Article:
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Drug Alcohol Depend. 2014 Sep 1;142:209-15. doi: 10.1016/j.drugalcdep.2014.06.017. Epub 2014 Jun 23.

Decreasing sensitivity of clinical alcohol screening with the AUDIT-C after repeated negative screens in VA clinics.

Author information

1
Veterans Health Administration (VA), Denver Seattle Center of Innovation for Veteran-Centered and Value-Driven Care; VA Puget Sound Health Services Research & Development 1100 Olive Way, Seattle, WA 98101, United States; Group Health Research Institute, 1730 Minor Ave, Suite 1600, Seattle, WA 98101, United States. Electronic address: lapham.g@ghc.org.
2
Veterans Health Administration (VA), Denver Seattle Center of Innovation for Veteran-Centered and Value-Driven Care; VA Puget Sound Health Services Research & Development 1100 Olive Way, Seattle, WA 98101, United States; Center of Excellence in Substance Abuse Treatment and Education (CESATE), VA Puget Sound Health Care System, 1660 S. Columbian Way, Seattle, WA 98108, United States; HSR&D Center for Innovation to Implementation (Ci2i), VA Palo Alto Health Care System, 3801 Miranda Ave, Menlo Park, CA 94304, United States.
3
Veterans Health Administration (VA), Denver Seattle Center of Innovation for Veteran-Centered and Value-Driven Care; VA Puget Sound Health Services Research & Development 1100 Olive Way, Seattle, WA 98101, United States; Department of Health Services, University of Washington, Seattle, WA 98195, United States.
4
Veterans Health Administration (VA), Denver Seattle Center of Innovation for Veteran-Centered and Value-Driven Care; VA Puget Sound Health Services Research & Development 1100 Olive Way, Seattle, WA 98101, United States; Center of Excellence in Substance Abuse Treatment and Education (CESATE), VA Puget Sound Health Care System, 1660 S. Columbian Way, Seattle, WA 98108, United States; Department of Psychiatry and Behavioral Sciences, University of Washington, Seattle, WA 98195, United States.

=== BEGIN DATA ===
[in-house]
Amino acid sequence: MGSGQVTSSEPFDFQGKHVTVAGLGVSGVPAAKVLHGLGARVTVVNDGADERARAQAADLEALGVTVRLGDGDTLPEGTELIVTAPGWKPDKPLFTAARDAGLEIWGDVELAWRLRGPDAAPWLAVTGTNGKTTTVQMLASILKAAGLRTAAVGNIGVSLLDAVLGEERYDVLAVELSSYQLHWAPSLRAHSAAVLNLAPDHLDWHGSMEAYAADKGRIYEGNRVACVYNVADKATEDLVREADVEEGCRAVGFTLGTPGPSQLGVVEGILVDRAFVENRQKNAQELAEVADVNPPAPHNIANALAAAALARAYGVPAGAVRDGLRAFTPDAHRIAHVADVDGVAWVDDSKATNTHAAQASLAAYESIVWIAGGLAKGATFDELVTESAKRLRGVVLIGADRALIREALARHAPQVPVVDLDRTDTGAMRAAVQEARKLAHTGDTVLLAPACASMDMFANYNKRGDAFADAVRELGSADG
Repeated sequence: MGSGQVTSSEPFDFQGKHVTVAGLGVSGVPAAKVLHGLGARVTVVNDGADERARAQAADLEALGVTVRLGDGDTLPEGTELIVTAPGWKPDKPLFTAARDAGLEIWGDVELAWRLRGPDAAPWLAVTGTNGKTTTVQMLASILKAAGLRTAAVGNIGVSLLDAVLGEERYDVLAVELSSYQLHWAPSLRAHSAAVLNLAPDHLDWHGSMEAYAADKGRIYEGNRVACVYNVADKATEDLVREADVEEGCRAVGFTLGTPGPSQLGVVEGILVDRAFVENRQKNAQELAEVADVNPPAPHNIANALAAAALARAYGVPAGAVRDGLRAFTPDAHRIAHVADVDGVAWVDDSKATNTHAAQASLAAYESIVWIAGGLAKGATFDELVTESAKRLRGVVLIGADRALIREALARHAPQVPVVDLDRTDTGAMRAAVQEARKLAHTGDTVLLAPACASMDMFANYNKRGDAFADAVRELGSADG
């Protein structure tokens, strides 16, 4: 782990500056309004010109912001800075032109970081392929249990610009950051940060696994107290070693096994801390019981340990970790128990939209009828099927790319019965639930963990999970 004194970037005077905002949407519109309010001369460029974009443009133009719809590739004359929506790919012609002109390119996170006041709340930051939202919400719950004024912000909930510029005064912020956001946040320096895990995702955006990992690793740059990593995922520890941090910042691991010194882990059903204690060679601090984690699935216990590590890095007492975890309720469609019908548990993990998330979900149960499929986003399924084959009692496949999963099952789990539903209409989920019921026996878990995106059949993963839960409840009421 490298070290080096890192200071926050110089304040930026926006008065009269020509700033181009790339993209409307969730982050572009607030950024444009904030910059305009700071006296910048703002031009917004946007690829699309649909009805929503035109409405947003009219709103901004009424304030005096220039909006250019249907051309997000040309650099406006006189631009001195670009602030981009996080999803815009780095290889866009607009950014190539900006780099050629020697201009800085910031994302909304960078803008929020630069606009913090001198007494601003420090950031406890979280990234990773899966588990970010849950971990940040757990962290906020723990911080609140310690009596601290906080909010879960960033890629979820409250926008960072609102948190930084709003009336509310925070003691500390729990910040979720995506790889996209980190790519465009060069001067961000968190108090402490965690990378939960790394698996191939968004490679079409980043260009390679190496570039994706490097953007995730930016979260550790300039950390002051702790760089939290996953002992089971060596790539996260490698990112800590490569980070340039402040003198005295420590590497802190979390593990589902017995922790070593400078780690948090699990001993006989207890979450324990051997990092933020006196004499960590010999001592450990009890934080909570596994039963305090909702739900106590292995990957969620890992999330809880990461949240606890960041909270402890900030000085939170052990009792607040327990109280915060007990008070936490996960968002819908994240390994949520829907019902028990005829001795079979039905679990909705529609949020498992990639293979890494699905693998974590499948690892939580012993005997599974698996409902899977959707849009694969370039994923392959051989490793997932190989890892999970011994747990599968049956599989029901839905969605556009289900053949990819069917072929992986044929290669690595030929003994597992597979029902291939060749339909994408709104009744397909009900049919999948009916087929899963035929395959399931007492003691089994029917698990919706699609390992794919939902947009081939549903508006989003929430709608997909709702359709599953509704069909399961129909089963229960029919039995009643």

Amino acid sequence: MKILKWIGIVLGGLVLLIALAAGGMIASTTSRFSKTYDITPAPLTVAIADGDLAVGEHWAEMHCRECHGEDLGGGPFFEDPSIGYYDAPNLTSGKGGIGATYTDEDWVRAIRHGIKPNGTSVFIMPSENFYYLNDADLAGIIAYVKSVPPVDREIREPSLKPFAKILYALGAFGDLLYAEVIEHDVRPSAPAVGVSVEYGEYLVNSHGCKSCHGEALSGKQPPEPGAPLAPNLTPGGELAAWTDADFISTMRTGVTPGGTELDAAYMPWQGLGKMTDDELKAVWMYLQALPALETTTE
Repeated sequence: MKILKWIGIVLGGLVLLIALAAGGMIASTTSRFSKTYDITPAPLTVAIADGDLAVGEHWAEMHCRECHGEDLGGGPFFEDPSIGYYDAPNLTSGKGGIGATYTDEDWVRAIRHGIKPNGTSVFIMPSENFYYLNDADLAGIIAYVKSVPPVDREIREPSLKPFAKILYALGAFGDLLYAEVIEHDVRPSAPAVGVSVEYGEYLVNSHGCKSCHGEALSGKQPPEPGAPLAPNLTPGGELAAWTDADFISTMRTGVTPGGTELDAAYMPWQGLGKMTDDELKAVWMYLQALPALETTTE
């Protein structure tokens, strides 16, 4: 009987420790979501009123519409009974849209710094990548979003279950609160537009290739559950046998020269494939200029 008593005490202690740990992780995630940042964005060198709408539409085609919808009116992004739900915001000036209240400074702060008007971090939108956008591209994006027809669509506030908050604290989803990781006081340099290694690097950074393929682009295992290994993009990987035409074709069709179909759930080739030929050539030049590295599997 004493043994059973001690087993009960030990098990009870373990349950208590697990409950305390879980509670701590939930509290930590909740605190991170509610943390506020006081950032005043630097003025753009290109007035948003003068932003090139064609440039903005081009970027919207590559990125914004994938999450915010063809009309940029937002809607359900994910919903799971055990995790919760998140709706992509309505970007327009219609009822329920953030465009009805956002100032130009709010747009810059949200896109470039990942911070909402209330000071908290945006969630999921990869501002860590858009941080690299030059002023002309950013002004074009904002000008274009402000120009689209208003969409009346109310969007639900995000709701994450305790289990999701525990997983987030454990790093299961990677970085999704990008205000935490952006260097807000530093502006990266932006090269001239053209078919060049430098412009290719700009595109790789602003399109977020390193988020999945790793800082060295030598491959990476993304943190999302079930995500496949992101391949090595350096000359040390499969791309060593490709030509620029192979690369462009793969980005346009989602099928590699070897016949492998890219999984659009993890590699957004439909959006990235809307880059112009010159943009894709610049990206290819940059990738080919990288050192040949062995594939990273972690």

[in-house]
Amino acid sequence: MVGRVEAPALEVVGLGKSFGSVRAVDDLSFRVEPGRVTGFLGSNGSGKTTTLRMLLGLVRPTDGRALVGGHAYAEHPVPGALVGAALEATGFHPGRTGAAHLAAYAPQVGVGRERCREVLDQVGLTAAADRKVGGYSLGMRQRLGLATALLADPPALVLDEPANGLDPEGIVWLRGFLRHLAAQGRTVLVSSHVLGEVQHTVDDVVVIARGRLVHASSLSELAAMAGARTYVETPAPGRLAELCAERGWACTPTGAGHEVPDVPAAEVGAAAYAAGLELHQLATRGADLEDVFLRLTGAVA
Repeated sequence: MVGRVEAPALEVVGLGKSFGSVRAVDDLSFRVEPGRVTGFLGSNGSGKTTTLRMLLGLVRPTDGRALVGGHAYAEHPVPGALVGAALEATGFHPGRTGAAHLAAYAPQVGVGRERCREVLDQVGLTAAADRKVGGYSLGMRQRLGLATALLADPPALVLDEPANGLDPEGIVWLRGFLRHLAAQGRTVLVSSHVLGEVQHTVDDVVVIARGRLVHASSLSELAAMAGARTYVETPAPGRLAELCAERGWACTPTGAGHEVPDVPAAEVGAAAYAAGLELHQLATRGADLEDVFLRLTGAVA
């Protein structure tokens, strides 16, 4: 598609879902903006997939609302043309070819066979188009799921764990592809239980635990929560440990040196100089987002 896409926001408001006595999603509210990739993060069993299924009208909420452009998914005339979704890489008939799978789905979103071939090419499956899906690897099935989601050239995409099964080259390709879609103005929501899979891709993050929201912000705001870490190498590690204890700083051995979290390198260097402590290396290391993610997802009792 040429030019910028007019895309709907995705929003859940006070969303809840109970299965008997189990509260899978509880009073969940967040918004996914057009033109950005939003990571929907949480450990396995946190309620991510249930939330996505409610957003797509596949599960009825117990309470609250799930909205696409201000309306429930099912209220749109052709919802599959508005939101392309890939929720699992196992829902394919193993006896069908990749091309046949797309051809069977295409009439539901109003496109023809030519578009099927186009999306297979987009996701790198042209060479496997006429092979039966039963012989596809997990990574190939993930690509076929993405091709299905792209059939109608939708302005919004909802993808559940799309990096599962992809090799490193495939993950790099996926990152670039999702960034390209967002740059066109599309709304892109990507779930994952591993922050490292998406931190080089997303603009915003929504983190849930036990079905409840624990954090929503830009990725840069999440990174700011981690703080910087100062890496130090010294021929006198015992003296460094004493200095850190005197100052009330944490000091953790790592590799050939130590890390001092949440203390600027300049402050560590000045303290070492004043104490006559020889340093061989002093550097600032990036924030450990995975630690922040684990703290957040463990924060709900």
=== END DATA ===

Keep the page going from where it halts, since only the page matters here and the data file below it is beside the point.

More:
5
Veterans Health Administration (VA), Denver Seattle Center of Innovation for Veteran-Centered and Value-Driven Care; VA Puget Sound Health Services Research & Development 1100 Olive Way, Seattle, WA 98101, United States; Center of Excellence in Substance Abuse Treatment and Education (CESATE), VA Puget Sound Health Care System, 1660 S. Columbian Way, Seattle, WA 98108, United States.
6
Veterans Health Administration (VA), Denver Seattle Center of Innovation for Veteran-Centered and Value-Driven Care; VA Puget Sound Health Services Research & Development 1100 Olive Way, Seattle, WA 98101, United States; Center of Excellence in Substance Abuse Treatment and Education (CESATE), VA Puget Sound Health Care System, 1660 S. Columbian Way, Seattle, WA 98108, United States; Department of Medicine, University of Washington, Seattle, WA 98195, United States; Department of Psychiatry and Behavioral Sciences, University of Washington, Seattle, WA 98195, United States; Group Health Research Institute, 1730 Minor Ave, Suite 1600, Seattle, WA 98101, United States.

Abstract

BACKGROUND:

Routine screening for unhealthy alcohol use is widely recommended in primary care settings. However, the validity of repeat screening among patients who have previously screened negative remains unknown. This study aims to evaluate the performance of a clinical alcohol screen compared to a confidential comparison alcohol screen among patients with previous negative alcohol screens.

METHODS:

This study included four nested samples of Veteran Health Administration (VA) outpatients with at least one (N=18,493) and up to four (N=714) prior negative annual clinical AUDIT-C screens who completed the AUDIT-C the following year, both in a VA clinic (clinical screen) and on a confidential mailed survey (comparison screen). AUDIT-C screens were categorized as either negative (0-3 points men; 0-2 women) or positive (≥4 men; ≥3 women). For each sample, the performance of the clinical screen was compared to the comparison screen, the reference measure for unhealthy alcohol use.

RESULTS:

The sensitivity of clinical screens decreased as the number of prior negative screens in a sample increased (40.0-17.4%) for patients with 1-4 negative screens. The positive predictive value also decreased as the number of prior negative screens in a sample increased (67.7-33.3%) while specificity was consistently high for all samples (≥97.8%).

CONCLUSIONS:

Repeat clinical alcohol screens became progressively less sensitive for identifying unhealthy alcohol use among patients who repeatedly screened negative over several years. Alternative approaches for assessing unhealthy alcohol use may be needed for these patients.

KEYWORDS:

AUDIT-C; Alcohol screening; Unhealthy alcohol use; Validation

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